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Despite Nepalese sensitivities over domestic and foreign criticism of allowing foreign armies to recruit "mercenaries" in Nepal, various Gurkha units continued to serve outside Nepal in the early 1990s. The only Nepalese-controlled unit abroad, however, was the Nepalese army battalion posted to the United Nations Interim Force in Lebanon. Small Nepalese contingents also have served in United Nations peacekeeping forces in Korea and the Congo (now Zaire). Unlike neighboring states, such as Bangladesh and Pakistan, Nepal did not contribute military personnel to the international coalition that defeated Iraqi forces and liberated Kuwait in the 1991 Operation Desert Storm campaign.
From Kathmandu's perspective, the military and economic advantages accruing from foreign recruitment of Gurkhas far outweighed occasional criticism. Militarily, the presence of over 100,000 trained and disciplined Gurkha veterans was a valuable human resource. Service abroad widened their horizons, and military training and discipline taught them not only how to obey, but also how to give orders. Many Gurkhas gained specialized skills in communications and engineering units, and most have had some training in such practical subjects as sanitation, hygiene, agriculture, and the building trades. The Gurkhas also played an important role in the country's economy. The cash flow derived from annual pensions, remittances to families, or monies taken home in a lump sum by discharged veterans or by service personnel on leave represented a major source of the country's foreign exchange. Remittances and pensions contributed by British Gurkhas were estimated in 1991 to total over US$60 million annually, or over twice the value of Britain's annual foreign aid commitment to Nepal. Pensions from Indian Gurkhas also represented a major revenue source. Gurkhas returning from duty in Hong Kong also were able legally to import a few kilograms of gold bullion duty free.
In some Gurung villages, about half of the families had one or more pensioners. For many families, hope of financial solvency rested on their sons returning home with a substantial sum saved during a three-year enlistment. Such income also directly benefited the economy, as money circulated in the purchase of consumer goods, the payment of debts, the purchase of land, or investment in small commercial ventures.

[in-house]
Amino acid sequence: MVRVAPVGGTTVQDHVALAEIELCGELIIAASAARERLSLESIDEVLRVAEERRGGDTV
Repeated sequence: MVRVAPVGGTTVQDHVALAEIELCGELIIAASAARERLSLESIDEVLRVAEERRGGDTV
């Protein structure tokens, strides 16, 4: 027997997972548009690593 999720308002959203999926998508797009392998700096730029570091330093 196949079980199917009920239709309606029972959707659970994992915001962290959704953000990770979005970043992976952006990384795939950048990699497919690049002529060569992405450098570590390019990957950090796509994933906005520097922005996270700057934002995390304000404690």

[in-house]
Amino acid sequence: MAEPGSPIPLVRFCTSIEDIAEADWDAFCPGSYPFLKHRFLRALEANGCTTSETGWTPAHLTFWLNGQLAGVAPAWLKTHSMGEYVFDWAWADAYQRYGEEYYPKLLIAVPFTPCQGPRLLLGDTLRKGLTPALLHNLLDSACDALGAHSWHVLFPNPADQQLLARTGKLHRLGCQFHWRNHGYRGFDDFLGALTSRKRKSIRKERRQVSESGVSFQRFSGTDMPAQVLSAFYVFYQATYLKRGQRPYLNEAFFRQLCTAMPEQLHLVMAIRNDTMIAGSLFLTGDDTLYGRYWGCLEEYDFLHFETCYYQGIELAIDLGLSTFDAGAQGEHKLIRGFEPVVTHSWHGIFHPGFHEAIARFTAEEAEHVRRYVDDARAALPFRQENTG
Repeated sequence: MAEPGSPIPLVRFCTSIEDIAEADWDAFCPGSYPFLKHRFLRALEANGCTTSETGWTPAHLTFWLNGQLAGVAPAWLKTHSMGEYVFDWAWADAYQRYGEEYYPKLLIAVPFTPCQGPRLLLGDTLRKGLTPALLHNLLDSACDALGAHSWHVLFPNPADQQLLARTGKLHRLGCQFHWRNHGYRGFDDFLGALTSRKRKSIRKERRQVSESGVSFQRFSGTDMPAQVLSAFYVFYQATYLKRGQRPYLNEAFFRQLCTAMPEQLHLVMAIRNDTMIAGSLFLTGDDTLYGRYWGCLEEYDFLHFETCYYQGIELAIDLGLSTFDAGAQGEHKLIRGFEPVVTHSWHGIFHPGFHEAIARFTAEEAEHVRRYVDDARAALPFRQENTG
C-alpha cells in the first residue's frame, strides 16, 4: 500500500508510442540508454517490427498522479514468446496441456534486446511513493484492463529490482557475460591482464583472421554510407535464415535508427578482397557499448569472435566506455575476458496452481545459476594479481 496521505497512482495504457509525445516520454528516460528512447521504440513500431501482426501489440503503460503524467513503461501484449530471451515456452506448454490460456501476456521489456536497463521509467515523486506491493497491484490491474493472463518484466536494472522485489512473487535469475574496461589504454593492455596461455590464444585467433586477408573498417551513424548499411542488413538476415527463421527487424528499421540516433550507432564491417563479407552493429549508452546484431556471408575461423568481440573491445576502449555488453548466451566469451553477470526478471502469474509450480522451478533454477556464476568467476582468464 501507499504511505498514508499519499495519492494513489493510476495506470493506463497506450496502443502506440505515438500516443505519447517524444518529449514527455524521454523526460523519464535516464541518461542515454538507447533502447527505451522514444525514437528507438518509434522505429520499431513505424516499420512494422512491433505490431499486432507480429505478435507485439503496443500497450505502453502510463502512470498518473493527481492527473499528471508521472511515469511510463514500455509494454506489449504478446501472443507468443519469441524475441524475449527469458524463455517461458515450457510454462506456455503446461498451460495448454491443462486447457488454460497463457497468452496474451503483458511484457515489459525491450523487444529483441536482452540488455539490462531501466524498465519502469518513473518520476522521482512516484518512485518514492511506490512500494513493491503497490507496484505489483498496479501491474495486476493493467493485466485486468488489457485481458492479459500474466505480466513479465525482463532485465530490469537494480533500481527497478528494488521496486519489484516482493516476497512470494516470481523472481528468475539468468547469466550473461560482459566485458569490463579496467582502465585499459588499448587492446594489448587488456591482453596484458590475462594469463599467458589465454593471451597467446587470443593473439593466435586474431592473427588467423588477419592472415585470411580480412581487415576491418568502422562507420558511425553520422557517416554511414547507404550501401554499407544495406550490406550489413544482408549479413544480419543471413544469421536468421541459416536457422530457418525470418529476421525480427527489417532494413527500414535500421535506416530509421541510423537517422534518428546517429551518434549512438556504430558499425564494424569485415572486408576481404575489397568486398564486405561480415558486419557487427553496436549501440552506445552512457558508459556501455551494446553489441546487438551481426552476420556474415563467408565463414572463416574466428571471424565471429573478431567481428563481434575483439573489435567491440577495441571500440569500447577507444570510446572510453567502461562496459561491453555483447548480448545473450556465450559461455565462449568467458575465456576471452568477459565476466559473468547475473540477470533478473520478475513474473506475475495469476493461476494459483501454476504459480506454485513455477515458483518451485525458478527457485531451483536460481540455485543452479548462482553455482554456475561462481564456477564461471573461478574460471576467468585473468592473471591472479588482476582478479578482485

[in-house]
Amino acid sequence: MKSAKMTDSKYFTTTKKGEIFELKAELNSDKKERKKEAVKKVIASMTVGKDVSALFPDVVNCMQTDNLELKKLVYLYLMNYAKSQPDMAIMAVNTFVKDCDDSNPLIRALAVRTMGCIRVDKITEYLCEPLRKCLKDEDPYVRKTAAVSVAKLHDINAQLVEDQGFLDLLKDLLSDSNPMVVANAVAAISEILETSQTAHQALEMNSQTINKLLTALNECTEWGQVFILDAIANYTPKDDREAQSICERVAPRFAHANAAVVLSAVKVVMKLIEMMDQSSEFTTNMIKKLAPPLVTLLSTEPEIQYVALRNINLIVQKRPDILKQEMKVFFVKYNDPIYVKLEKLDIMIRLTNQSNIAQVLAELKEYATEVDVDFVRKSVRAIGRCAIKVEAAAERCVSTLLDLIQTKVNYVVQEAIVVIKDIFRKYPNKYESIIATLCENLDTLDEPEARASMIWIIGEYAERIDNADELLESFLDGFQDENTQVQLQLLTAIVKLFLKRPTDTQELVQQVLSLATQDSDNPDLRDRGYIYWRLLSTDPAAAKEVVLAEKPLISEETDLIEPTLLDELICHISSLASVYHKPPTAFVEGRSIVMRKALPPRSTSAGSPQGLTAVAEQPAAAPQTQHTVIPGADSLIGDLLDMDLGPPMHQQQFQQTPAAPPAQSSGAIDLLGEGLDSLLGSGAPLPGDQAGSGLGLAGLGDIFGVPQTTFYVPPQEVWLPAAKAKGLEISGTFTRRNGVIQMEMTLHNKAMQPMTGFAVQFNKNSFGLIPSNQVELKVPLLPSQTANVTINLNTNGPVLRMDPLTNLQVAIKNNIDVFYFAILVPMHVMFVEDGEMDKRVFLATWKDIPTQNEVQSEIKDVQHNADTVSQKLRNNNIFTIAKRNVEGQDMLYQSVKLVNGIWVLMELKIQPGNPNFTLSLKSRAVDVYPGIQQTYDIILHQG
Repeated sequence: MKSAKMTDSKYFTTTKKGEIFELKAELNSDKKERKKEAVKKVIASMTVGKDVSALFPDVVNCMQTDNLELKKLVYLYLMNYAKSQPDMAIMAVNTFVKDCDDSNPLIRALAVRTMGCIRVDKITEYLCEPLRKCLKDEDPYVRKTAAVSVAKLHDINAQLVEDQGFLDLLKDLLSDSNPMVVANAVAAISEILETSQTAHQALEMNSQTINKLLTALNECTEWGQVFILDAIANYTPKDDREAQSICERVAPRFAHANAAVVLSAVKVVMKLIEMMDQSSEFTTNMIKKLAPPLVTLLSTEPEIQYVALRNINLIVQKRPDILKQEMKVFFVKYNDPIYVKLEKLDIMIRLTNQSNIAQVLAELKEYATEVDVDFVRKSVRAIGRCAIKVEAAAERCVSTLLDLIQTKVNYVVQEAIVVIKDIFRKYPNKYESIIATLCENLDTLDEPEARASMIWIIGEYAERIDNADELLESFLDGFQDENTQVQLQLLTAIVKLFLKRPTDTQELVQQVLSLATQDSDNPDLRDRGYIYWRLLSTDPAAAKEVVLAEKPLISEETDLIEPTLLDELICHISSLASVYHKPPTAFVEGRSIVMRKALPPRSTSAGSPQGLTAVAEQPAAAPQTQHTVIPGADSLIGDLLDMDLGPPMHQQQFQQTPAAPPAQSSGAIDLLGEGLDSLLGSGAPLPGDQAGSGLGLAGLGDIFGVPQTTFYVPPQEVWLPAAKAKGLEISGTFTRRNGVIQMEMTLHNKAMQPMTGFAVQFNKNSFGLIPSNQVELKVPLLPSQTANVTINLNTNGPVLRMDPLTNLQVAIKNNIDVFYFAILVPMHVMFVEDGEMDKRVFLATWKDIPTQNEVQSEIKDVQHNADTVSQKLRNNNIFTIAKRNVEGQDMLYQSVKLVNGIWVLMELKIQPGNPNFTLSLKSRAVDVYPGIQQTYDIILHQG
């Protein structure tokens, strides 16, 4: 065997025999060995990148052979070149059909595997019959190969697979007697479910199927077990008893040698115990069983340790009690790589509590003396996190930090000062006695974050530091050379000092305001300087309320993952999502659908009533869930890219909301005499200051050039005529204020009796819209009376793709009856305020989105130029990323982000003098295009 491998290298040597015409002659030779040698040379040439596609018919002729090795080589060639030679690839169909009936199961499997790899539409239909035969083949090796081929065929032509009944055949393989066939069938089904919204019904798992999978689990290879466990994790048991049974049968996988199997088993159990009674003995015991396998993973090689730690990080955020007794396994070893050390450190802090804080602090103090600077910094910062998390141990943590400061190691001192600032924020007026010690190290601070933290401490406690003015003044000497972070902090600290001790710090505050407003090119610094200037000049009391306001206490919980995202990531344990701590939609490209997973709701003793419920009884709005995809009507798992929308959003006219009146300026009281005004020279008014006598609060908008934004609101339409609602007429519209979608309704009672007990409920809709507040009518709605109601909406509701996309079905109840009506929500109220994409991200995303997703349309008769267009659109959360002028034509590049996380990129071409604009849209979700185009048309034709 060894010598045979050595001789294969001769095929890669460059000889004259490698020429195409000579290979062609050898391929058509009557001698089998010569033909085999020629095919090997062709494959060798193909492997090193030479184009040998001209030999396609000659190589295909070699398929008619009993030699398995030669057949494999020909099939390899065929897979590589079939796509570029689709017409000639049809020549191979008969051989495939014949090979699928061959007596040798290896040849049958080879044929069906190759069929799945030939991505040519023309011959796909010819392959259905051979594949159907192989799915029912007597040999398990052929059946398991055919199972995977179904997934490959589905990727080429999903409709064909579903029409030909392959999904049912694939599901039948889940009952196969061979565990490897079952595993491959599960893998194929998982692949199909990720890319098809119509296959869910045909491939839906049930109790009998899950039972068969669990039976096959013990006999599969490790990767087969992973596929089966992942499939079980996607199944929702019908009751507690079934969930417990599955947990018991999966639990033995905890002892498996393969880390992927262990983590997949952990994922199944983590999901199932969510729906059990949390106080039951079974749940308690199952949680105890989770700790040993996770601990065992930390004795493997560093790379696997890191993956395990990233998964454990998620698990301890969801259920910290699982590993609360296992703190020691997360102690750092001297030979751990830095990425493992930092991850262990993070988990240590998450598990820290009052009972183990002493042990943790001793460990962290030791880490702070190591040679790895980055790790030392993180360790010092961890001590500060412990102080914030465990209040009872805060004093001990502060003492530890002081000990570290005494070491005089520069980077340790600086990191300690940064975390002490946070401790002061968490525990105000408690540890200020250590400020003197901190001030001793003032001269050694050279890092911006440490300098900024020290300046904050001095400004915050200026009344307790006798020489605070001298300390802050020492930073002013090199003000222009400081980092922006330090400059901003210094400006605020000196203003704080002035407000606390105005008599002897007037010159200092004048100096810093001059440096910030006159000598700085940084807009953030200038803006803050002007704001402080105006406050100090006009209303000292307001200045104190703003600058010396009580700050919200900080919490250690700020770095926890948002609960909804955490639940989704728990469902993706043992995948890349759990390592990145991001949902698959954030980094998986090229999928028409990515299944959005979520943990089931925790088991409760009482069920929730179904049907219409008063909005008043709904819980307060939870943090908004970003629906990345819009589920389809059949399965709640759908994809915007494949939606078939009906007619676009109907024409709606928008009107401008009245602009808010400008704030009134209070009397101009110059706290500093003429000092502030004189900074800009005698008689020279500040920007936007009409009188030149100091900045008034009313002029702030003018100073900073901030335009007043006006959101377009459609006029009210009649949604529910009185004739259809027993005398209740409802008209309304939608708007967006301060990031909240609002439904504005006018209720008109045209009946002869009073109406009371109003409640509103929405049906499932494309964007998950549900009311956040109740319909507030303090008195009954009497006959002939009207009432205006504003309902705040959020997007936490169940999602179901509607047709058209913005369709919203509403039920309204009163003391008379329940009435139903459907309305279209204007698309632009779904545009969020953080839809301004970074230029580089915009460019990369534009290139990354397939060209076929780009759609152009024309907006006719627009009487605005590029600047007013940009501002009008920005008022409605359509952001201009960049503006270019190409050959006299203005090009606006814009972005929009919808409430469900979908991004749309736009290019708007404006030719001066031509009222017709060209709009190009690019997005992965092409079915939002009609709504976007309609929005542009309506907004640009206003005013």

The British Brigade of Gurkhas was the most famous unit. By 1991 the brigade comprised about 8,000 soldiers--five infantry battalions and supporting units--most of whom were posted to Hong Kong. There was considerable uncertainty over the brigade's future, however. Cutbacks in British military commitments in Europe, coupled with plans to cede control of Hong Kong to China in 1997, left the brigade's future in doubt. Under a proposed scheme, the brigade would be based in Britain and would induct fewer than 150 Nepalese recruits annually. An informal lobby of former Gurkha regimental commanders exerted tremendous political pressure whenever the British Parliament considered changes in Gurkha force structure. Although some Britons considered the existence of foreign-recruited units anachronistic in a modern sophisticated army, much of the British public and defense establishment harbored strong sentimental attachments to the Brigade of Gurkhas.
As of 1991, there were more than 100,000 Gurkhas serving in over forty Indian infantry battalions and elsewhere in the Indian Army. Their pay and pensions, though not as generous as British benefits, also represented a significant contribution to the Nepalese economy. Almost all of the Indian Gurkhas served in ethnically distinct regiments commanded by non-Gurkha officers. In addition, about twenty-five battalions of Assam Rifles, a specialized paramilitary force descended from the old British unit of the same name, were staffed almost exclusively by Gurkha recruits. Gurkhas played no appreciable role in Indian services other than the army and paramilitary forces. As during the British Raj, successive Indian governments called upon Gurkha regiments on numerous occasions to put down domestic disturbances that were beyond the control of local police. Ethnically homogeneous Gurkha units often were considered more reliable than mixed units that might be tempted to side with ethnic kin embroiled in a dispute.
Singapore has maintained a small Gurkha contingent attached to the Singapore Police since the early 1950s. Composed entirely of British Gurkha veterans and commanded by British officers, the contingent performed guard duties and assisted the local police in routine security chores. The sultan of Brunei also maintained a 900-person Gurkha Reserve Unit equipped with light infantry weapons. As with the Singapore unit, the Brunei Gurkhas all were British Army veterans. The unit functioned primarily as a praetorian guard that protected the sultan--reputedly the richest man in the world--against any internal or external threat that might arise.
Data as of September 1991
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